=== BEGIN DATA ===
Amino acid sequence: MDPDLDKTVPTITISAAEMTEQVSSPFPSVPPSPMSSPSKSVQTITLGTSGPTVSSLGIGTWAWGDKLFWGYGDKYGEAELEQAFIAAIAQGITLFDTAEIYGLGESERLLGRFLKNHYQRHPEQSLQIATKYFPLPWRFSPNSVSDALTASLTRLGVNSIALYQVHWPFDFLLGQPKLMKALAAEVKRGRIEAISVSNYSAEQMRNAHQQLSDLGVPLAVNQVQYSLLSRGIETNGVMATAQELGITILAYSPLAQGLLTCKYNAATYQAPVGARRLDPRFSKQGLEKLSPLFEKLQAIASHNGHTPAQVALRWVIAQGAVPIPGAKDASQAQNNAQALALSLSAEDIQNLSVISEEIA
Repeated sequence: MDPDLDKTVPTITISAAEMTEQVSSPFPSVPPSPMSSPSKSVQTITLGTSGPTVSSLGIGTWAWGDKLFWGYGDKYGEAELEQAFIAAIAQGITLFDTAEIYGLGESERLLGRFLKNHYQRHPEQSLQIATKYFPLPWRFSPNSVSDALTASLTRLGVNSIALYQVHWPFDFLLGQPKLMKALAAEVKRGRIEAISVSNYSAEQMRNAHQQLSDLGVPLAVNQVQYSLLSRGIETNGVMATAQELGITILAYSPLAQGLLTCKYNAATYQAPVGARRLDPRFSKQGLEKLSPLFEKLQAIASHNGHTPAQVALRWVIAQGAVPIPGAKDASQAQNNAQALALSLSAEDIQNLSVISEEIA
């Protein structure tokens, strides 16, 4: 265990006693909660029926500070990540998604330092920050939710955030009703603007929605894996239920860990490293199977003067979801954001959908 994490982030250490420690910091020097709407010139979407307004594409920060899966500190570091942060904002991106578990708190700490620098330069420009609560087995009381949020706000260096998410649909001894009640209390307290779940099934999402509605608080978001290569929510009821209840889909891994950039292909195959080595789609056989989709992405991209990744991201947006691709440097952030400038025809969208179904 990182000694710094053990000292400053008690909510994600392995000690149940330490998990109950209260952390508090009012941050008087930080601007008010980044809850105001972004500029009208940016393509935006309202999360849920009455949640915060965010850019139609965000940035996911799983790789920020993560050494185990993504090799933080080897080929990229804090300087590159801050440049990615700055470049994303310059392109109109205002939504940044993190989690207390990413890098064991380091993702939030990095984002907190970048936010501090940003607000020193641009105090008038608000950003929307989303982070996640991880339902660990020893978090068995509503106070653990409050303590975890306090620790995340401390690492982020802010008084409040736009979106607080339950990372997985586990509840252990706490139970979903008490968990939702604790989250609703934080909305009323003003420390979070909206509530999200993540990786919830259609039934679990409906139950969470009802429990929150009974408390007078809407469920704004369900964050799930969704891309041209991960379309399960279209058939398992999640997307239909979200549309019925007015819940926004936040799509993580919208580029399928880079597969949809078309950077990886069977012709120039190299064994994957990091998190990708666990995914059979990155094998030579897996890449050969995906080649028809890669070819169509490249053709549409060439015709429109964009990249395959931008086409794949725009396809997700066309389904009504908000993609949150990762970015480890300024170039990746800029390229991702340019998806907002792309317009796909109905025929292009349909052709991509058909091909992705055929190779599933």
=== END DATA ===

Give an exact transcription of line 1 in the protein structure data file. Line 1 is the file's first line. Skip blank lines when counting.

Amino acid sequence: MDPDLDKTVPTITISAAEMTEQVSSPFPSVPPSPMSSPSKSVQTITLGTSGPTVSSLGIGTWAWGDKLFWGYGDKYGEAELEQAFIAAIAQGITLFDTAEIYGLGESERLLGRFLKNHYQRHPEQSLQIATKYFPLPWRFSPNSVSDALTASLTRLGVNSIALYQVHWPFDFLLGQPKLMKALAAEVKRGRIEAISVSNYSAEQMRNAHQQLSDLGVPLAVNQVQYSLLSRGIETNGVMATAQELGITILAYSPLAQGLLTCKYNAATYQAPVGARRLDPRFSKQGLEKLSPLFEKLQAIASHNGHTPAQVALRWVIAQGAVPIPGAKDASQAQNNAQALALSLSAEDIQNLSVISEEIA